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We continued to hike along the path for several kilometers, and remained grouseless.    Discouraged we decided to change our tactic by taking a smaller path into the bush.  The path began to petered out into nothing until we ended up hiking in old logging cuts.  With all the small bushes and conifers around we were sure we would scare up a grouse.  Approximately 16 kilometres later, many of which were off the beaten path in the woods, we sluggishly stumbled upon one bird.  One bird which, we were not even close to being ready for.  It seemed we had our answer to the public land question.  We did however manage to get a couple more brook trout for the pan from another little lake, which rounded out are dinner nicely.

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We visited several different lakes in the area and drank in as much of the scenery as we could in one and a half days.  Regardless of how much this place gets hit by other hunters and trail riders, it hasn’t detracted from it’s beauty.

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It also hasn’t detracted from the deer population which seems to be thriving despite the numerous tree stands we encountered.

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North Frontenac is gem.  Its an amazing amount of land generally close to Kingston.   Although it receives a lot of pressure, it remains a great destination for many other activities.  The area boasts several campsites and lots of room to roam free on or off trail.  Bring a topo map, compass and enjoy!

Cheers from the wild

Albert

 

One Eyed Bandit

Got out to a new property for a turkey hunt this morning.  We recently gained access from the owners for turkey hunting on the property, although we previously had access for deer.  With the amount of turkeys seen during deer season, we knew there had to be birds and are glad to have access.  Gotta say the property owners we deal with are generous folks allowing us to access such a paradise for hunting.  We greatly appreciate their generosity.

We began once again at 5 am, and sat along the edge of a corn field which we knew to be a throughway.  After the first few calls we had a couple gobblers respond but nothing seemed to be moving towards us.  We repositioned within a row of pines next to another field to the north near a gobbler we heard.  Unfortunately the only takers we had were a hen and a curious one eyed racoon.  Pretty neat to see the racoon get right up close to our decoys to inspect them.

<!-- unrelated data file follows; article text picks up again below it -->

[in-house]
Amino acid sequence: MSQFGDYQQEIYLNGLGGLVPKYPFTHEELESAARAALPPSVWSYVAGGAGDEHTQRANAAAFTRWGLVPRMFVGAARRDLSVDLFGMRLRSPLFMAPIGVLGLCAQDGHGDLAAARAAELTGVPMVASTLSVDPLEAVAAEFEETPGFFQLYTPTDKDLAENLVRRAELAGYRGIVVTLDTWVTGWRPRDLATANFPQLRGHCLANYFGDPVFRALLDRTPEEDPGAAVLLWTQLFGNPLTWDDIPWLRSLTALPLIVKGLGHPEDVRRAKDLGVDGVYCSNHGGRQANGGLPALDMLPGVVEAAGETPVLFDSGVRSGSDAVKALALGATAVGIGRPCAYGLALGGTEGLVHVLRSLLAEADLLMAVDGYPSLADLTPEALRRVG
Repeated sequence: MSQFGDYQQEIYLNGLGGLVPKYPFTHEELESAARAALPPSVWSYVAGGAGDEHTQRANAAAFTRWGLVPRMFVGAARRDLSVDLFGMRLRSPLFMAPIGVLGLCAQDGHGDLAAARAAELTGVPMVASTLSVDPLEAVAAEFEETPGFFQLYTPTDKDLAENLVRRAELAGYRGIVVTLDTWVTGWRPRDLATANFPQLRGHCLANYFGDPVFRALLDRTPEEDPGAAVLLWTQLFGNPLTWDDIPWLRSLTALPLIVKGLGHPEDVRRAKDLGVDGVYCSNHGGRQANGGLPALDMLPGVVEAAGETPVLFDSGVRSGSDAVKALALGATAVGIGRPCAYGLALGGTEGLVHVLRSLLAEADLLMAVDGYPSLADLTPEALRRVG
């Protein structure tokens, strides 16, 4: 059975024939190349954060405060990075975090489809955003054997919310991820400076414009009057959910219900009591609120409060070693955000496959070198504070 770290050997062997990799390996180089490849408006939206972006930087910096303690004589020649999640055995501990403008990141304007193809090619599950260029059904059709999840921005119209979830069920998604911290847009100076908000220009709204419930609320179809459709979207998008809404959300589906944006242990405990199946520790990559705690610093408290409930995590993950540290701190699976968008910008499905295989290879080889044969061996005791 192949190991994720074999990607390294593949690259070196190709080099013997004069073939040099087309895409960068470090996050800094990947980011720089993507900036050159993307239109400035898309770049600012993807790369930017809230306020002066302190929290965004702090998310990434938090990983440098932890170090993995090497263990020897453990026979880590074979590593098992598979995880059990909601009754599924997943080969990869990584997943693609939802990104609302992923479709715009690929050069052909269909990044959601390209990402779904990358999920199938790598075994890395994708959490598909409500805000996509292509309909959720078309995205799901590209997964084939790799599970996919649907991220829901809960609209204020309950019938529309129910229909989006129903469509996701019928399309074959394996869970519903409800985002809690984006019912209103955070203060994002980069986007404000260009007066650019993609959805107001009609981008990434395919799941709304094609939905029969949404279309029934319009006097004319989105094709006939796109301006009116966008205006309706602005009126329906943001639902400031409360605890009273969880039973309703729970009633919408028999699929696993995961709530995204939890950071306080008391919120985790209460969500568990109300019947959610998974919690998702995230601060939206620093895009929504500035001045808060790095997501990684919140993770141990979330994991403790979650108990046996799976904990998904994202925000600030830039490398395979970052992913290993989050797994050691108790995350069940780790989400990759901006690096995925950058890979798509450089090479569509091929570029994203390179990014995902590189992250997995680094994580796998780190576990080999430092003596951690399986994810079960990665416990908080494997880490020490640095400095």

Its amazing the things you see in the blind.

Cheers from the wild,

Albert

 

 

Another Bird!

After little to no hunting last week, Jordan, Dave and I snuck out this morning at 4:30 am for a little pre-work turkey action.  This would be the first hunt with all three of us since opener, and we had high hopes for an elusive Tom we had been calling all of last week.

We entered into the woods through an area that was opposite where we had been hunting.  Dave and Jordan set up next to a swamp and a field, while I took to the edge of a young soybean field around the corner and next to the same swamp.  Both spots looked great.

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The morning kicked off to a great start as three different birds in three separate locations started to gobble.  The gobbling continued for some time until two of the gobbles slowly died and was replaced by three distinct birds right behind me.  To make matters even more exciting, the gobbles seemed to be getting closer.  Nothing makes a heart pump like a group of approaching turkeys mid season!

Suddenly, the roar of shotgun blast erupted from behind me and the calling promptly ceased.  After shaking off what I’m sure was a mild heart attack,  I frantically checked my phone and learned that Jordan had bagged a nice Jake. His very first Gobbler.

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Way to go buddy!  Sad to have missed being in the stand next to you for the experience but I’m sure there will be many more!

Your up Dave!

 

First Turkey

For many, the purpose of hunting has always been to source out local, organic, natural meat that explores unique flavours not found in domesticated animals.  Still a good number more are attracted to the potential cost savings on meat if you source it out yourself. I have always stood with a foot in each of these camps.  Forever looking for a deal that’s big in taste, while tryin to achieve it on the cheap with my discount, mass produced firearms and inexpensive army surplus camo.  You can be sure I calculate the $/lb cost of all animals I harvest.

So when I did the math on wild turkies I was left scratching my head. A $30 tag gets you 9 – 15 lbs of dressed meat.  That’s a far cry from 100-200 lbs for a 50$ deer tag, and a fair bit more than a butterball.   Based on this math, wild turkeys weren’t even on the menu.

Regardless, I am interested in experiencing all that our local outdoors has to offer, which eventually led me complete the specialized turkey course required for Ontario turkey hunters.  For many years my attentions were on bigger game and the license went unused.  But after a unseasonable warm and disappointing ice fishing season, I was getting stir crazy and needed a reason to get out.  So when a member of my deer group started talking turkey, visions of smoked wild gobblers began dancing in my head, and I started listening.

So here we are, a week into my first legit season of turkey hunting and I can honestly say am a changed man.

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Scouting

After much discussion, and an agreement to commit as much time to the hunt as was needed to harvest a bird, we arrived on the Sunday before opener.  Our plan was to scout the woods in areas where turkeys had been seen before to hopefully locate a group of birds.  According to my friend and most articles I’ve read, finding birds before setting up is crucial.  You can set up the nicest decoys and be the best caller in the world, but that doesn’t amount to a hill of beans if there are no birds in your woods.

So the scouting continued.  I’ll admit I was still pretty hapless at this point, with no real clue as to what to even look for on our scouting trip.  Thankfully, my fellow deer hunter Jordan had grown up around turkey hunting his whole life and right away took us to some spots where the birds usually roosted.  Signs of scratched earth abounded and like many other species, water, food and shelter were key components to these areas.